President Joe Biden commuted the sentences of 75 people serving longterm, non-violent drug offenses on Tuesday, including a Louisville man who was sentenced to 20 years in 2008 for his part in a cocaine trafficking ring.
Thomas Perkins — who was charged with conspiracy to distribute cocaine hydrochloride in excess of 5 kilograms or more and at least 50 grams of cocaine base — was sentenced to 240 months in prison as well as a 10-year term of supervised release.
His prison term will now expire on Aug. 24, although the supervised release term will remain.
Perkins was one of the 26 people indicted on federal drug conspiracy charges after a months-long joint investigation by the DEA Evansville office and the FBI Evansville Safe Streets Task Force. Called Operation Tombstone, the investigation uncovered two crack cocaine organizations.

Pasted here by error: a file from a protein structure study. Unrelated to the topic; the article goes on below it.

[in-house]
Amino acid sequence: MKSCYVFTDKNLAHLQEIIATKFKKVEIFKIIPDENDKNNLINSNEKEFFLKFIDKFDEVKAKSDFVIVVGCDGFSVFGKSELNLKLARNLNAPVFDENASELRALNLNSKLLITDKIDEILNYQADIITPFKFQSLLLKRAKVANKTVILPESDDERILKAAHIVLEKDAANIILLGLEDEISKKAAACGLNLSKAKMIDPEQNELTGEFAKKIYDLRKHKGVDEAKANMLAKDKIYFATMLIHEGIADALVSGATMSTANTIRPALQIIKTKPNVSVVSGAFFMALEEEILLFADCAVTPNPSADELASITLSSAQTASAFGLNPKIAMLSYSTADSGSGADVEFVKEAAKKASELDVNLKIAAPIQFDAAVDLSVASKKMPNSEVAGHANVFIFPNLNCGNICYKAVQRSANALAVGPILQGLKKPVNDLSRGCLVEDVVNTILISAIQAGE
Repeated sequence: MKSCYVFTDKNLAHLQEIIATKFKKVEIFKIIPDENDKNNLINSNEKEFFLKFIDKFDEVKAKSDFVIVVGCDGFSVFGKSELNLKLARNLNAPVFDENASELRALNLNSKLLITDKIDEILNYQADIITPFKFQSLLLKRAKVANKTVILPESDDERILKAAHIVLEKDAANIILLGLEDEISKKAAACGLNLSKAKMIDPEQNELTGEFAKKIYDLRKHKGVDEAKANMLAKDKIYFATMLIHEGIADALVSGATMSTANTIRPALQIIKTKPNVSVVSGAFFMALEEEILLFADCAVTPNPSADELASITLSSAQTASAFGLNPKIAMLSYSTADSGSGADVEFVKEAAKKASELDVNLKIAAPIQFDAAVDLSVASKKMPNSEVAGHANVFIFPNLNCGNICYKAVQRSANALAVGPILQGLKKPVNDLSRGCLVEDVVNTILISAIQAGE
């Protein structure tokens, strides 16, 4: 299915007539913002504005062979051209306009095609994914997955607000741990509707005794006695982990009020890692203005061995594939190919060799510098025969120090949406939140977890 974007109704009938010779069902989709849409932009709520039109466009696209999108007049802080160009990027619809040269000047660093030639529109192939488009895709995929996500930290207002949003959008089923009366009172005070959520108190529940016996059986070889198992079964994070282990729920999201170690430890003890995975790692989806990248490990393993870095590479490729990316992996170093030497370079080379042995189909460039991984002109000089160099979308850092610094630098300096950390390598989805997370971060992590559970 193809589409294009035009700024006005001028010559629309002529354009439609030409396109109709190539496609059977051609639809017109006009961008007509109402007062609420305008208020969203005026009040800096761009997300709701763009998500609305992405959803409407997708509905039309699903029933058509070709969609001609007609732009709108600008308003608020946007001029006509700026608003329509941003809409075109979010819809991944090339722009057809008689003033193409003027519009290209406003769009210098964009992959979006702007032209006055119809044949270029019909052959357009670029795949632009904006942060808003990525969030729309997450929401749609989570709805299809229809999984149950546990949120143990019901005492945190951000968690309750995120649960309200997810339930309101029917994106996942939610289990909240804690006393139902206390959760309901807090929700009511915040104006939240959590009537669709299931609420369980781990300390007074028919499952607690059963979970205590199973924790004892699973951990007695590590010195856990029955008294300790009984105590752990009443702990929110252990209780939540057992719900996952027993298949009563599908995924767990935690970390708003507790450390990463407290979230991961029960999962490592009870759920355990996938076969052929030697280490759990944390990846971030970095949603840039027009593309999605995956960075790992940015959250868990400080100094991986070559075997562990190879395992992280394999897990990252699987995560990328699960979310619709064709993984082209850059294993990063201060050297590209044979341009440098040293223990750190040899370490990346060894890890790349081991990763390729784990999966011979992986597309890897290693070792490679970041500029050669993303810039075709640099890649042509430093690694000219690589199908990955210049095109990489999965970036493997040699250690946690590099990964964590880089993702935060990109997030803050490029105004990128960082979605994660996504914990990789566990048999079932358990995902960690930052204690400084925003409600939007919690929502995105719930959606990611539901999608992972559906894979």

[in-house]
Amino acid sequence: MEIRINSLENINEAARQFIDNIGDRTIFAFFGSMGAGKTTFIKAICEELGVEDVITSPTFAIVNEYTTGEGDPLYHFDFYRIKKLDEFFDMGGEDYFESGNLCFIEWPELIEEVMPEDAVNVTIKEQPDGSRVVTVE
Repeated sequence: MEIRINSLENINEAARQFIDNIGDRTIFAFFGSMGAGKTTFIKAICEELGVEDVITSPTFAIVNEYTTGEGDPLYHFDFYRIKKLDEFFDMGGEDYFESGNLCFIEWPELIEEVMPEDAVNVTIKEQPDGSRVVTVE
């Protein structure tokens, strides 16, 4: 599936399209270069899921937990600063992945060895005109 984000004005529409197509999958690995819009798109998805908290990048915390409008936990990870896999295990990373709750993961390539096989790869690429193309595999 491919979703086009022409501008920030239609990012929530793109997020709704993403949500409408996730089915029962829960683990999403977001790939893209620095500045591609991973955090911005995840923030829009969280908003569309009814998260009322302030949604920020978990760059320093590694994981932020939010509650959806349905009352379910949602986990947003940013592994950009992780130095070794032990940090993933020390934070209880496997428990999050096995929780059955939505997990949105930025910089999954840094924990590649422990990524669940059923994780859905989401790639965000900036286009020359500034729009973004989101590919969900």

Along with commuting the 75 people nationwide, Biden also pardoned three individuals, tying the announcement to Second Chance Month and his plan to reduce recidivism and decrease crime.
“America is a nation of laws and second chances, redemption, and rehabilitation,” Biden said in a statement. “Elected officials on both sides of the aisle, faith leaders, civil rights advocates, and law enforcement leaders agree that our criminal justice system can and should reflect these core values that enable safer and stronger communities. During Second Chance Month, I am using my authority under the Constitution to uphold those values by pardoning and commuting the sentences of fellow Americans.”
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